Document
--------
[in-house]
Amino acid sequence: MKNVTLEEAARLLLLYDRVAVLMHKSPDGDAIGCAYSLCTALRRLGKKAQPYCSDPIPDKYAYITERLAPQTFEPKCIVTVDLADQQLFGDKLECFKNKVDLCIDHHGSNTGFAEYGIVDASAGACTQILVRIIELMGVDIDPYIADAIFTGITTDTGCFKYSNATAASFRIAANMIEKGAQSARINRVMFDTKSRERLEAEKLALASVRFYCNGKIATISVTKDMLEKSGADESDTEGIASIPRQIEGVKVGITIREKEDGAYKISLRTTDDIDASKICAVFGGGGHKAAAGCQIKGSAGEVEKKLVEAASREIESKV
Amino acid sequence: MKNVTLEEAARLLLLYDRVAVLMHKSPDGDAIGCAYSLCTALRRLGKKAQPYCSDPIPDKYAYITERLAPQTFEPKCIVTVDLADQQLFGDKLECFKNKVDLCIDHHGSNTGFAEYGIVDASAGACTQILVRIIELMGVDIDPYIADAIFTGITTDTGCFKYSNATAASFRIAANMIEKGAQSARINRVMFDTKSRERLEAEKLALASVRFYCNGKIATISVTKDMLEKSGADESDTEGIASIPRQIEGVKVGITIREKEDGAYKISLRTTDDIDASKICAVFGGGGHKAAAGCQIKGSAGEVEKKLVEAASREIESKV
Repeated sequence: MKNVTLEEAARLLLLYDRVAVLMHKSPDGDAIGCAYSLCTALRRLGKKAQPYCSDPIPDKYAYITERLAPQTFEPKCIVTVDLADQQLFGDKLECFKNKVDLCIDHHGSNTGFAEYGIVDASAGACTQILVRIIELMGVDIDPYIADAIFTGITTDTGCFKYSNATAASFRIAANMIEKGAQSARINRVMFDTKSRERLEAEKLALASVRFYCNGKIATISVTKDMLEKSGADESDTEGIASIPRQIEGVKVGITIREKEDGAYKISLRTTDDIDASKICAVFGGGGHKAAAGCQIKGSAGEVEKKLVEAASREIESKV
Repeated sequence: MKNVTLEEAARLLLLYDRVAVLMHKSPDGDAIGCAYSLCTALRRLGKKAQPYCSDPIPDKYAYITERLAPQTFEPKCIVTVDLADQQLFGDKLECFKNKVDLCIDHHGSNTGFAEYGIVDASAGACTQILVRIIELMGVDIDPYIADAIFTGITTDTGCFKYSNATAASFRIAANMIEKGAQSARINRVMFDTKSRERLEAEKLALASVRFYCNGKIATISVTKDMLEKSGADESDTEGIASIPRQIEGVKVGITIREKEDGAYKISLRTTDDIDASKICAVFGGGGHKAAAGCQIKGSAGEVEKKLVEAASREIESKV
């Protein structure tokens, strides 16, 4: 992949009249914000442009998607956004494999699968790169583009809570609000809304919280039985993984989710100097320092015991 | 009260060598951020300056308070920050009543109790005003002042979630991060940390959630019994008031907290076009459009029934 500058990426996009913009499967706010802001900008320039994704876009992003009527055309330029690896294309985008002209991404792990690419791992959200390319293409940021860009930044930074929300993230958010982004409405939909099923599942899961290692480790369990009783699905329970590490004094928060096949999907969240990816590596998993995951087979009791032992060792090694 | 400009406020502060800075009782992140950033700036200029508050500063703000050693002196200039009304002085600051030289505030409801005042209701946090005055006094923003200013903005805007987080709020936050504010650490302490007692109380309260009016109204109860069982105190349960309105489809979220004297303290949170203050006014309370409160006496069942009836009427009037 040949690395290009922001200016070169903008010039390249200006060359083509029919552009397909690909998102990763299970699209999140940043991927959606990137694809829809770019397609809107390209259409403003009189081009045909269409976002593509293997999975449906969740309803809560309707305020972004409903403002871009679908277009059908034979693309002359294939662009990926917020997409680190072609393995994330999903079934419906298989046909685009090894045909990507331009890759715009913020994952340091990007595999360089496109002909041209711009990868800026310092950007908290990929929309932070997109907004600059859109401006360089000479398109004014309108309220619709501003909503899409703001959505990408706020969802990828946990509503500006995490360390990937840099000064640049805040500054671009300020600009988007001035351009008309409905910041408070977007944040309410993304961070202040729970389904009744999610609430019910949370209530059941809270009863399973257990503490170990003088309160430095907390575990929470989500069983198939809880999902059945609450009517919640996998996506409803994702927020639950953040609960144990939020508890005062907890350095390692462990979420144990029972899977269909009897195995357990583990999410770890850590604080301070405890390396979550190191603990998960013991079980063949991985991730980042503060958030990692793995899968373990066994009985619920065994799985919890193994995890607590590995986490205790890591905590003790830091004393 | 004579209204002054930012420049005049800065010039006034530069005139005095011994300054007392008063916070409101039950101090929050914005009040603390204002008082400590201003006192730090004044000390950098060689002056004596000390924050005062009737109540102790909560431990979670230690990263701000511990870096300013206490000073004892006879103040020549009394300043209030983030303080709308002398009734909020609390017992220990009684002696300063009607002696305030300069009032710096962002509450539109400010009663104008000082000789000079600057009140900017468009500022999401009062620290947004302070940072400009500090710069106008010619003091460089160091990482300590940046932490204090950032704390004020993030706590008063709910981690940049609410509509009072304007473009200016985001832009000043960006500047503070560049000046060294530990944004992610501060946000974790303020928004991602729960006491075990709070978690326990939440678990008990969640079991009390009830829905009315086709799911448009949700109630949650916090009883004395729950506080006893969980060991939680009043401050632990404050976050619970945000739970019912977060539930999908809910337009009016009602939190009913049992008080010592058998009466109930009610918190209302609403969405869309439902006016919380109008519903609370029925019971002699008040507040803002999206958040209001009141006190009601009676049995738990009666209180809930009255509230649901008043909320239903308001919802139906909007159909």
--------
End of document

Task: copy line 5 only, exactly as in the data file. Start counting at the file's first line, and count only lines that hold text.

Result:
Repeated sequence: MKNVTLEEAARLLLLYDRVAVLMHKSPDGDAIGCAYSLCTALRRLGKKAQPYCSDPIPDKYAYITERLAPQTFEPKCIVTVDLADQQLFGDKLECFKNKVDLCIDHHGSNTGFAEYGIVDASAGACTQILVRIIELMGVDIDPYIADAIFTGITTDTGCFKYSNATAASFRIAANMIEKGAQSARINRVMFDTKSRERLEAEKLALASVRFYCNGKIATISVTKDMLEKSGADESDTEGIASIPRQIEGVKVGITIREKEDGAYKISLRTTDDIDASKICAVFGGGGHKAAAGCQIKGSAGEVEKKLVEAASREIESKV